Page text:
The Park covers an area of 108 square miles (280 km2) of Inverclyde, North Ayrshire and Renfrewshire, stretching from Greenock in the north, down the coast to Largs and West Kilbride and inland to Dalry and Lochwinnoch.
It consists of Castle Semple Loch and Collegiate Church, The Greenock Cut Centre (formerly Cornalees Bridge), Muirshiel Country Park, Barnbrock Farm, Lunderston Bay, Locherwood, Haylie Brae and Knockendon.
- 1 Origins
- 2 Facilities within the park
- 3 Activities
- 4 Views of Clyde Muirshiel - 2007
- 5 Historic sites
- 6 See also
- 7 References
- 8 External links
A Regional Park designation for the area was first proposed in 1947. However it was 20 years later that Renfrewshire County Council proposed the Renfrewshire Regional Park and implemented a programme to manage an area of 30,000 acres (12,000 ha) including the creation of Muirshiel Country Park in June 1970. Castle Semple Water Park followed in 1971 and the Cornalees Bridge Visitor Centre opened in 1973. Responsibility for the parks was taken over by Strathclyde Regional Council in 1975 before the Clyde Muirshiel Park Authority came into existence in 1990. Today the Authority's committee comprises councillors from the three local authorities as well as Scottish Natural Heritage.
Facilities within the park
Two Country Parks with visitors centres are located within the regional park at Castle Semple Loch and Muirshiel, together with a separate visitors centre, the Cut Centre, at Cornalees Bridge, Loch Thom, to explain the Greenock Cut. An outdoor activity centre and boat and bike hire facilities are based at Castle Semple. Barnbrock hosts a campsite, and community woodlands are to be found at Locherwoods and Outerwards. The sandy beach at Lunderston Bay is connected by a shore walk along the coast to Inverkip. Loch Thom and the Greenock cut provide easy walks in a context of industrial history, and the Collegiate church and Castle Semple are of interest to historians of an earlier era. There are numerous other sites, such as the Haylie Brae, with car parking for visitors to enjoy picnics, good views, wildlife, walks and cycles, and wide opportunities for hillwalking.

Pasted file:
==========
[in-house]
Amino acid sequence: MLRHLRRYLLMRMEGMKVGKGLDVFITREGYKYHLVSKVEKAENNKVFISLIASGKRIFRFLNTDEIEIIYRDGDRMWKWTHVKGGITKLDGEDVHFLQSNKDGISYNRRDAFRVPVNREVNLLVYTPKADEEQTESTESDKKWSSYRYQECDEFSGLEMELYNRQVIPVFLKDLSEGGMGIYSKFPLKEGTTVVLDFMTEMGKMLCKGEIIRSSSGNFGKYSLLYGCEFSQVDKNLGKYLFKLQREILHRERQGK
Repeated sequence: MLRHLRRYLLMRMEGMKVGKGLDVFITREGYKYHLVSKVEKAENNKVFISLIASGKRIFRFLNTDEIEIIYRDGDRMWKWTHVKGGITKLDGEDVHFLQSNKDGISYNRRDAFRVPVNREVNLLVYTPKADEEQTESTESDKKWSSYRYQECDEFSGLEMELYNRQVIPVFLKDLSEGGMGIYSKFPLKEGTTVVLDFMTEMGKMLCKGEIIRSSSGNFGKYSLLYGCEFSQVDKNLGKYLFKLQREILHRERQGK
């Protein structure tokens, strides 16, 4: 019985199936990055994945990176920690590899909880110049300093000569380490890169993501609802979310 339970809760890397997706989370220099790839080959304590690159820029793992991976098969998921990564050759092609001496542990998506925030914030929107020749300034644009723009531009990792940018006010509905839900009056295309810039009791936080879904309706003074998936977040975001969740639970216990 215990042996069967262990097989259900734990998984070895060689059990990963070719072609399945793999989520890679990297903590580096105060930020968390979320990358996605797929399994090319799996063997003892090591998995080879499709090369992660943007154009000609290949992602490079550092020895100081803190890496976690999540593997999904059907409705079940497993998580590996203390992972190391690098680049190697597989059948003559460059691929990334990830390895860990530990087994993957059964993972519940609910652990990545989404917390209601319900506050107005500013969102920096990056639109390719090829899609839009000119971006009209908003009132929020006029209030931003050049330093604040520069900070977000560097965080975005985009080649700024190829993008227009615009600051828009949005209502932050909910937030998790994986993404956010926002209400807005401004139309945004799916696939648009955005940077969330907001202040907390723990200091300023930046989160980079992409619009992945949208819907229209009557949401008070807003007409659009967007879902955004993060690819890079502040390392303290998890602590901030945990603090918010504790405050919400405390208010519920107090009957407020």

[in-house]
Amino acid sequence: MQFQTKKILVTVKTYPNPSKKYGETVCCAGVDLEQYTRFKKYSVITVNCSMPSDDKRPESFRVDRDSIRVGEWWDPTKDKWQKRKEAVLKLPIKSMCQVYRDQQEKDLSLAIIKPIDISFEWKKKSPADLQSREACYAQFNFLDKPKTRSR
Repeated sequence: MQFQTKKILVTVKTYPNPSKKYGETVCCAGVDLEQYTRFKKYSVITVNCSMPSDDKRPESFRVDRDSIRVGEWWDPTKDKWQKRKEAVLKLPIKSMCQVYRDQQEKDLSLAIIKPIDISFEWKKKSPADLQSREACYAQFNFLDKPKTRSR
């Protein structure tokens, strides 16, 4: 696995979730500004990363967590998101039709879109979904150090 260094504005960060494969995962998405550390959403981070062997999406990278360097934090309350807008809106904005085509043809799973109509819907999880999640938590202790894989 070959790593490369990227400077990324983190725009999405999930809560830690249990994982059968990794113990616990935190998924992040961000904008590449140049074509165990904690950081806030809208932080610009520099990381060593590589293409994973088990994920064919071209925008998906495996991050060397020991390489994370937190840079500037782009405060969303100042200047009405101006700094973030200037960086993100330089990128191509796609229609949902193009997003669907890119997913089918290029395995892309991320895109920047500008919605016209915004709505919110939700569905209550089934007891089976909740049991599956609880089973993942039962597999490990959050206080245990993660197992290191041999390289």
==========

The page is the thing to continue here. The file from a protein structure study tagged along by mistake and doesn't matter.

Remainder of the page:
Clyde Muirshiel offers year round instructor led activities include sailing, kayaking, canoeing and raft building on the shallow inland Castle Semple Loch as well as land based activities such as archery, mountain biking, hill walking, orienteering, navigation and first aid.
The Sustrans Cycle track
The Sustrans Lochwinnoch Loop Line cycle track runs through the Castle Semple Loch visitors centre. It is 14 miles (23 km) long and is part of the Lochs and Glens Route. It follows the National Cycle Route 75 from Paisley Canal Railway Station to Johnstone and then heads southwest to Kilbarchan, Lochwinnoch and Kilbirnie passing Castle Semple, Barr and Kilbirnie Lochs. Being mainly built on an old railway line it has easy gradients and is mostly traffic free.
Views of Clyde Muirshiel - 2007
Munnoch Reservoir on the B780 road.
Glenburn Reservoir on the Fairlie Moor road (Fairlie to Dalry), about 1 mile (1.6 km) east from the A78 road.
The engine from an Avro Anson which crashed on the north side of Dunrod Hill is now displayed in the Cut Centre car park.
The Castle Semple Collegiate church
This Church was founded and endowed ; it stands near where the original Castle Semple once stood. Castle Semple was a Collegiate church, which means that it was administered and served by a college of canons or prebendaries, presided over by a dean or provost. Collegiate churches were often supported by lands held by the church, endowed here in 1504 by John, 1st Lord Sempill. The church is built in a late Gothic style with a rectangular body and square tower at the west end and a three sided apse at the east end. The Church is in the care of Historic Scotland.
The Castle Semple Temple
The small temple building or folly on the Kenmure Hill knoll to the northern end of Castle Semple loch is one of the few remains of the Castle Semple estate. Col. William MacDowell was responsible for the 'Temple' and also for building of Castle Semple House, which was destroyed by fire in 1935. All that remains of this 900-acre (360 ha) estate is the folly, a walled garden and a pair of gate arches.